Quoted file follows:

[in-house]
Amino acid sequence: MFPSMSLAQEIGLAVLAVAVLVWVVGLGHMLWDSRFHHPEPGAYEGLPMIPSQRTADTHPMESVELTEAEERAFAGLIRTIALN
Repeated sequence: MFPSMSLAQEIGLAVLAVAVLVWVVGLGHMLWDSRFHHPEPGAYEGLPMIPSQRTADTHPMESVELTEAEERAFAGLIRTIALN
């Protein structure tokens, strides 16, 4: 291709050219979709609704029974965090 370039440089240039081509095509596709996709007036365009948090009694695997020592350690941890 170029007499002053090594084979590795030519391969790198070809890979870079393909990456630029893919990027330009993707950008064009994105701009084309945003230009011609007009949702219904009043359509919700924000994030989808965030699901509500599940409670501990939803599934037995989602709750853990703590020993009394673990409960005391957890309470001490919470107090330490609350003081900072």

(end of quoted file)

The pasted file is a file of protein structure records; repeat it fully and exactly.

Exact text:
[in-house]
Amino acid sequence: MFPSMSLAQEIGLAVLAVAVLVWVVGLGHMLWDSRFHHPEPGAYEGLPMIPSQRTADTHPMESVELTEAEERAFAGLIRTIALN
Repeated sequence: MFPSMSLAQEIGLAVLAVAVLVWVVGLGHMLWDSRFHHPEPGAYEGLPMIPSQRTADTHPMESVELTEAEERAFAGLIRTIALN
């Protein structure tokens, strides 16, 4: 291709050219979709609704029974965090 370039440089240039081509095509596709996709007036365009948090009694695997020592350690941890 170029007499002053090594084979590795030519391969790198070809890979870079393909990456630029893919990027330009993707950008064009994105701009084309945003230009011609007009949702219904009043359509919700924000994030989808965030699901509500599940409670501990939803599934037995989602709750853990703590020993009394673990409960005391957890309470001490919470107090330490609350003081900072």